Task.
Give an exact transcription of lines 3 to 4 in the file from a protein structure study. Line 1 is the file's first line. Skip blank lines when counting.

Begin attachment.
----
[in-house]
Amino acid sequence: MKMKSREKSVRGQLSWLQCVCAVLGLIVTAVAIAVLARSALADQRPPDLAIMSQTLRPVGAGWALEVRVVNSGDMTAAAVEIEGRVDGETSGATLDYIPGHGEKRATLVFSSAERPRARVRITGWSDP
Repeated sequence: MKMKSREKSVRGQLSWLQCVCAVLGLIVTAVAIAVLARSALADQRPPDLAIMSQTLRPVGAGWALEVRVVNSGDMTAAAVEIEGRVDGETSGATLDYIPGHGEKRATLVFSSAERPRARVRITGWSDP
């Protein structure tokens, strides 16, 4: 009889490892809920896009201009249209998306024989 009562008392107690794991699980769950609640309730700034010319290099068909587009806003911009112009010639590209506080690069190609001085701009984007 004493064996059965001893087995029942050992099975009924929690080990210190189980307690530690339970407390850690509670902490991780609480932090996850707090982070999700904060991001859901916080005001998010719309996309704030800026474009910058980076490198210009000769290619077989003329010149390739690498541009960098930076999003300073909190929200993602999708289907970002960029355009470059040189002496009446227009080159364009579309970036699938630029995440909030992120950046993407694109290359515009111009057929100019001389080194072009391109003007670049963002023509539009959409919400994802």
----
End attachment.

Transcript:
Repeated sequence: MKMKSREKSVRGQLSWLQCVCAVLGLIVTAVAIAVLARSALADQRPPDLAIMSQTLRPVGAGWALEVRVVNSGDMTAAAVEIEGRVDGETSGATLDYIPGHGEKRATLVFSSAERPRARVRITGWSDP
């Protein structure tokens, strides 16, 4: 009889490892809920896009201009249209998306024989 009562008392107690794991699980769950609640309730700034010319290099068909587009806003911009112009010639590209506080690069190609001085701009984007 004493064996059965001893087995029942050992099975009924929690080990210190189980307690530690339970407390850690509670902490991780609480932090996850707090982070999700904060991001859901916080005001998010719309996309704030800026474009910058980076490198210009000769290619077989003329010149390739690498541009960098930076999003300073909190929200993602999708289907970002960029355009470059040189002496009446227009080159364009579309970036699938630029995440909030992120950046993407694109290359515009111009057929100019001389080194072009391109003007670049963002023509539009959409919400994802």